The whole process does take a while as you cook the turducken until completely cooked through and then cool so it is time consuming but not difficult at all. The only virtue you will need is patience - it took just under 3 hours to cook our 2.2kg or 4.85 pound Turducken. But it also means that you can start it the day before and put the final wrap of pastry on it afterwards and give it the final bake just before guests arrive that takes any anxiety out of whether your meat is completely cooked or not.
It's up to you as to how you want to decorate it. If you have some lovely cutters by all means use these-I decorated it with holly leaves and berries and painted these just to give them a little colour or it also looks great without any colour on them. But if you are looking for a show stopping Christmas roast, do give this a try because it is absolutely delicious served with cranberry or redcurrant sauce and gravy made from the pan drippings!
So tell me Dear Reader, do you tend to take things literally like when people say "We should have lunch?"?. And do you have a show stopper dish at Christmas every year? What will your menu be like this year? I'm dying to hear about what you're all eating!
An Original Recipe by Lorraine Elliott/Not Quite Nigella
Preparation time: 30 minutes
Cooking time: 3 hours (depending on size of Turducken, cook for 40 minutes per 500g/1 pound)
- 1 Woolworths Gold handcrafted Turducken (mine was 2.2kgs)
- 2 tablespoons butter
- 1 tablespoon oil
- 2 cloves garlic, finely chopped
- 500g/1 lb. mushrooms
- 1 cup red wine
- 1 sprig thyme
- 2.5 sheets puff pastry
- Red and green food colouring
- 1 egg yolk
Step 1 - Preheat oven to 190C/374F. Remove the plastic top, cover with foil and roast as instructed (40 minutes for every 500g or 1 pound). Cool completely and cut away the string and netting. Reserve the pan drippings to make gravy-it tastes fantastic!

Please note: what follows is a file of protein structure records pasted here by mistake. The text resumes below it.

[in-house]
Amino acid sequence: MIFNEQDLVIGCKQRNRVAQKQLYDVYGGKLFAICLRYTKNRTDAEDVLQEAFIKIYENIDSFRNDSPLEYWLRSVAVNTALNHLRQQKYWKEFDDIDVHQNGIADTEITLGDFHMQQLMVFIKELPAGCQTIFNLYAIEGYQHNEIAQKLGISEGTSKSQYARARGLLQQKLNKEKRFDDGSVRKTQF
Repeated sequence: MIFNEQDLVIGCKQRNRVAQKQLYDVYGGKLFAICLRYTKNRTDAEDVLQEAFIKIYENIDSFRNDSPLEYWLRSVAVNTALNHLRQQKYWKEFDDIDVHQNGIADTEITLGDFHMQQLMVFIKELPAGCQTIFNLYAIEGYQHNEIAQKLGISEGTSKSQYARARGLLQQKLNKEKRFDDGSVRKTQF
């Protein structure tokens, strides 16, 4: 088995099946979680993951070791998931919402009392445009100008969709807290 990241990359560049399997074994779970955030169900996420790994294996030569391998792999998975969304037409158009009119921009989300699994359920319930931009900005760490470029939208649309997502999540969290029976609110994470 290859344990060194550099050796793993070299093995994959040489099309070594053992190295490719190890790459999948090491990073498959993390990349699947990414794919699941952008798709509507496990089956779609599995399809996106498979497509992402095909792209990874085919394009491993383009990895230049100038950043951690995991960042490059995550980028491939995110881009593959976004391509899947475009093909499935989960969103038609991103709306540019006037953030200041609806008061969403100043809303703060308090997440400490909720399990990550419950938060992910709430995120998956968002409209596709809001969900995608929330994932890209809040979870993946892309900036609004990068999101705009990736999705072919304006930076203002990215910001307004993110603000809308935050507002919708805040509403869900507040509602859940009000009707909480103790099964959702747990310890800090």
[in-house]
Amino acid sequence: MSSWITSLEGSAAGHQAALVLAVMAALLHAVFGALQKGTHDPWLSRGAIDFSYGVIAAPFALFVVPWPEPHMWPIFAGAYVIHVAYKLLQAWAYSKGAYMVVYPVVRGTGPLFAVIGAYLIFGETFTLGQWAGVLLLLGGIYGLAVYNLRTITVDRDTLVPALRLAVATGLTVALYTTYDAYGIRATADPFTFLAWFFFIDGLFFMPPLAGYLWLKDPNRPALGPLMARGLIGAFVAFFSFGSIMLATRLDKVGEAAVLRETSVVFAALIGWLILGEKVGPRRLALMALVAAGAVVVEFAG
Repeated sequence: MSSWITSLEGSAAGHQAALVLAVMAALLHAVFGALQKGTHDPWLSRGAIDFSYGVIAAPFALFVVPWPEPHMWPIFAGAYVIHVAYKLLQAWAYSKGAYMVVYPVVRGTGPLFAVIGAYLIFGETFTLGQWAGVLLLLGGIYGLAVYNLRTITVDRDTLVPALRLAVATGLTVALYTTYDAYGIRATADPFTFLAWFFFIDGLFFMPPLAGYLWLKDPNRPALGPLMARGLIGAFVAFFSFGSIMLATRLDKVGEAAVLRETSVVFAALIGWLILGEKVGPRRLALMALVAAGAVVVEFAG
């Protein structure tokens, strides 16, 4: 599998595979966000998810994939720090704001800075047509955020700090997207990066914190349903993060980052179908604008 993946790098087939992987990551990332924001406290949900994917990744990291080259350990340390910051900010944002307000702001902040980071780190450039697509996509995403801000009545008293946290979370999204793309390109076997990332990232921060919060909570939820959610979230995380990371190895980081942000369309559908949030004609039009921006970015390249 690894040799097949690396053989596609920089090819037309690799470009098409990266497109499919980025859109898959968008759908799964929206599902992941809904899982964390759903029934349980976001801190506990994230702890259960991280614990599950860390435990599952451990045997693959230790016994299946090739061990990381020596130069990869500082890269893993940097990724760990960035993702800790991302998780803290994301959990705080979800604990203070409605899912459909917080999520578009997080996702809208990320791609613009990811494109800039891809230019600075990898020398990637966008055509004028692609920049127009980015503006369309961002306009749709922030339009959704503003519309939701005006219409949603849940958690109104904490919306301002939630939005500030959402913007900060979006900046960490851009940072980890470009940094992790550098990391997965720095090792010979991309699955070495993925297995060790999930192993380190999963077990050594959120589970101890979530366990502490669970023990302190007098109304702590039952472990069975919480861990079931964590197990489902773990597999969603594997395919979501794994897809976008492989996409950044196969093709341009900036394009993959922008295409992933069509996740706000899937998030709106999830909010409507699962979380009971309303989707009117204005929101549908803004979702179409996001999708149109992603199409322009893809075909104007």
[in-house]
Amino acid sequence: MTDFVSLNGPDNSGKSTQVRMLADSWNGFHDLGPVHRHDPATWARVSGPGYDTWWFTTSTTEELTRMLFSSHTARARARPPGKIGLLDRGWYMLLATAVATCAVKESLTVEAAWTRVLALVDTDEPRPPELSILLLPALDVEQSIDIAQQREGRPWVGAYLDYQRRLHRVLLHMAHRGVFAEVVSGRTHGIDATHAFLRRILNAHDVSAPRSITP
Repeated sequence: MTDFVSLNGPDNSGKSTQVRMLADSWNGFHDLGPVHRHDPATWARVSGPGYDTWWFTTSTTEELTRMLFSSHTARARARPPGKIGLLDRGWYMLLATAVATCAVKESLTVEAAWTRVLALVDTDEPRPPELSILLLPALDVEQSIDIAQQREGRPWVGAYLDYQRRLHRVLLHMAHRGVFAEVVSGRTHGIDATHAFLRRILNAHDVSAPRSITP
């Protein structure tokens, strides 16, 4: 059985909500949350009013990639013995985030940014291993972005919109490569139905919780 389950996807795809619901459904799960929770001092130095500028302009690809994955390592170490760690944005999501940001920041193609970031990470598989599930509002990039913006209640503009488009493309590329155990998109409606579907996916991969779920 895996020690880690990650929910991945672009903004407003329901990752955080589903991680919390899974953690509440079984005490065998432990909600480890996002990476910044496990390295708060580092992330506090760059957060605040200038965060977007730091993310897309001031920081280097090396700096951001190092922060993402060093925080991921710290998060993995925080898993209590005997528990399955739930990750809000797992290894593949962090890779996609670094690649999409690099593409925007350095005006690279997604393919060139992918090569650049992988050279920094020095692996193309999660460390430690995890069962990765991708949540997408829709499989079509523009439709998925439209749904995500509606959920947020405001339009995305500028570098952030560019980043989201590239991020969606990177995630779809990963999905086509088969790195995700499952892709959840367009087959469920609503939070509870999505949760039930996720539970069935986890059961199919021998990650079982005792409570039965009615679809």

The roasted turducken, string and netting removed
Step 2 - While the turducken is cooking, finely chop the mushrooms (I put them in a food processor). Heat the butter and oil in a frypan on medium heat and cook the garlic until fragrant. Add the mushrooms, red wine and thyme and cook until the mushrooms are soft and the liquid has evaporated. Cool.
Covered with the mushroom duxelle coating which sounds fancier and harder than it is
Step 3 - Once the turducken and mushrooms have cooled (and you can do this all the night before), pat the mushrooms on top of the turducken like a coating. It should adhere fairly well but best to be gentle. Wrap the turducken in two pieces of puff pastry and brush with the egg yolk. Cut out some holly and leaves or whatever shapes you like. I used a ravioli cutter to score patterns but I don't know if this was strictly necessary. Stick the holly and leaves to the turducken and brush these with the egg yolk. Refrigerate for 30 minutes.
Brushed with egg yolk
Step 4 - Preheat oven to 200C/400F. Bake the turducken in the oven for 20-25 minutes until the pastry is golden. Using paintbrushes, paint the holly leaves green and the berries red. The reason I paint them after this goes into the oven is because the pastry expands and the colours develop tiny little cracks. Allow the finished Turducken to stand for 10 minutes before slicing.
Painting the holly leaves and berries